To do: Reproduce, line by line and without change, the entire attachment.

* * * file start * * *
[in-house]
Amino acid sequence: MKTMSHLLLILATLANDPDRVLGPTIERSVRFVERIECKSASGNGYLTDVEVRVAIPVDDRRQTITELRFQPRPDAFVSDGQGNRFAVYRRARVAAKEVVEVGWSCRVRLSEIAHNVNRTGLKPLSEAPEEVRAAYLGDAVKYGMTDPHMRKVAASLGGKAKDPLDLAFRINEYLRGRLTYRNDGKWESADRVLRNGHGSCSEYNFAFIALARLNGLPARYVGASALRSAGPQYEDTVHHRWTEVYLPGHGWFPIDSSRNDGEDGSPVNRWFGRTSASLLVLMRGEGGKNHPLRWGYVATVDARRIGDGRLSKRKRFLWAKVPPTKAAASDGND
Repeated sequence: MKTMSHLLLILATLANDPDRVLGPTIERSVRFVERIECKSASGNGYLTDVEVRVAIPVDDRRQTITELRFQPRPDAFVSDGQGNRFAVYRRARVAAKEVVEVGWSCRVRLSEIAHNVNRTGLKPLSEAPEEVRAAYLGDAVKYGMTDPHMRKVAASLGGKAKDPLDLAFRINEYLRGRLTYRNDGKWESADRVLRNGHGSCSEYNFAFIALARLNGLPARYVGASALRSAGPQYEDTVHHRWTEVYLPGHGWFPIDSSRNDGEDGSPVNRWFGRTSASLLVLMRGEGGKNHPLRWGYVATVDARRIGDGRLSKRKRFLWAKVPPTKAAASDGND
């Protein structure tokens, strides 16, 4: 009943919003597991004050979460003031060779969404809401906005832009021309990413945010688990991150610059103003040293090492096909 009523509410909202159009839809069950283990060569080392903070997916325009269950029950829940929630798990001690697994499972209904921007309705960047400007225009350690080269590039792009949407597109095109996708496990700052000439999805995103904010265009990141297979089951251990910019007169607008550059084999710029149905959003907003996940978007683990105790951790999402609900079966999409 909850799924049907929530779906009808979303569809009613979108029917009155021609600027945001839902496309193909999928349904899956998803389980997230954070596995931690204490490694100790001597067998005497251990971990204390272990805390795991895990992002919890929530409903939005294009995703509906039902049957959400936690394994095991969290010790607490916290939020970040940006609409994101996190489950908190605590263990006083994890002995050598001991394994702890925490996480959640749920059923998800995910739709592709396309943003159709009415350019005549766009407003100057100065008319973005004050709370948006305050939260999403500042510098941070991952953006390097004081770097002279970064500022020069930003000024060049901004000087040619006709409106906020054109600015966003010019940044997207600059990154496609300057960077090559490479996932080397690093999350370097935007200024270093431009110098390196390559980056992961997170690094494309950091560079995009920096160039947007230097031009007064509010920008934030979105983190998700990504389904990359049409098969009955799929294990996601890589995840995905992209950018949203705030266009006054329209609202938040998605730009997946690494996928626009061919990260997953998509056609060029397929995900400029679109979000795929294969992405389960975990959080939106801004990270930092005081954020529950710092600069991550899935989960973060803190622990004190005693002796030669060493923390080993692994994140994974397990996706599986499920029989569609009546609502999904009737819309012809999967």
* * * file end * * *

[in-house]
Amino acid sequence: MKTMSHLLLILATLANDPDRVLGPTIERSVRFVERIECKSASGNGYLTDVEVRVAIPVDDRRQTITELRFQPRPDAFVSDGQGNRFAVYRRARVAAKEVVEVGWSCRVRLSEIAHNVNRTGLKPLSEAPEEVRAAYLGDAVKYGMTDPHMRKVAASLGGKAKDPLDLAFRINEYLRGRLTYRNDGKWESADRVLRNGHGSCSEYNFAFIALARLNGLPARYVGASALRSAGPQYEDTVHHRWTEVYLPGHGWFPIDSSRNDGEDGSPVNRWFGRTSASLLVLMRGEGGKNHPLRWGYVATVDARRIGDGRLSKRKRFLWAKVPPTKAAASDGND
Repeated sequence: MKTMSHLLLILATLANDPDRVLGPTIERSVRFVERIECKSASGNGYLTDVEVRVAIPVDDRRQTITELRFQPRPDAFVSDGQGNRFAVYRRARVAAKEVVEVGWSCRVRLSEIAHNVNRTGLKPLSEAPEEVRAAYLGDAVKYGMTDPHMRKVAASLGGKAKDPLDLAFRINEYLRGRLTYRNDGKWESADRVLRNGHGSCSEYNFAFIALARLNGLPARYVGASALRSAGPQYEDTVHHRWTEVYLPGHGWFPIDSSRNDGEDGSPVNRWFGRTSASLLVLMRGEGGKNHPLRWGYVATVDARRIGDGRLSKRKRFLWAKVPPTKAAASDGND
């Protein structure tokens, strides 16, 4: 009943919003597991004050979460003031060779969404809401906005832009021309990413945010688990991150610059103003040293090492096909 009523509410909202159009839809069950283990060569080392903070997916325009269950029950829940929630798990001690697994499972209904921007309705960047400007225009350690080269590039792009949407597109095109996708496990700052000439999805995103904010265009990141297979089951251990910019007169607008550059084999710029149905959003907003996940978007683990105790951790999402609900079966999409 909850799924049907929530779906009808979303569809009613979108029917009155021609600027945001839902496309193909999928349904899956998803389980997230954070596995931690204490490694100790001597067998005497251990971990204390272990805390795991895990992002919890929530409903939005294009995703509906039902049957959400936690394994095991969290010790607490916290939020970040940006609409994101996190489950908190605590263990006083994890002995050598001991394994702890925490996480959640749920059923998800995910739709592709396309943003159709009415350019005549766009407003100057100065008319973005004050709370948006305050939260999403500042510098941070991952953006390097004081770097002279970064500022020069930003000024060049901004000087040619006709409106906020054109600015966003010019940044997207600059990154496609300057960077090559490479996932080397690093999350370097935007200024270093431009110098390196390559980056992961997170690094494309950091560079995009920096160039947007230097031009007064509010920008934030979105983190998700990504389904990359049409098969009955799929294990996601890589995840995905992209950018949203705030266009006054329209609202938040998605730009997946690494996928626009061919990260997953998509056609060029397929995900400029679109979000795929294969992405389960975990959080939106801004990270930092005081954020529950710092600069991550899935989960973060803190622990004190005693002796030669060493923390080993692994994140994974397990996706599986499920029989569609009546609502999904009737819309012809999967």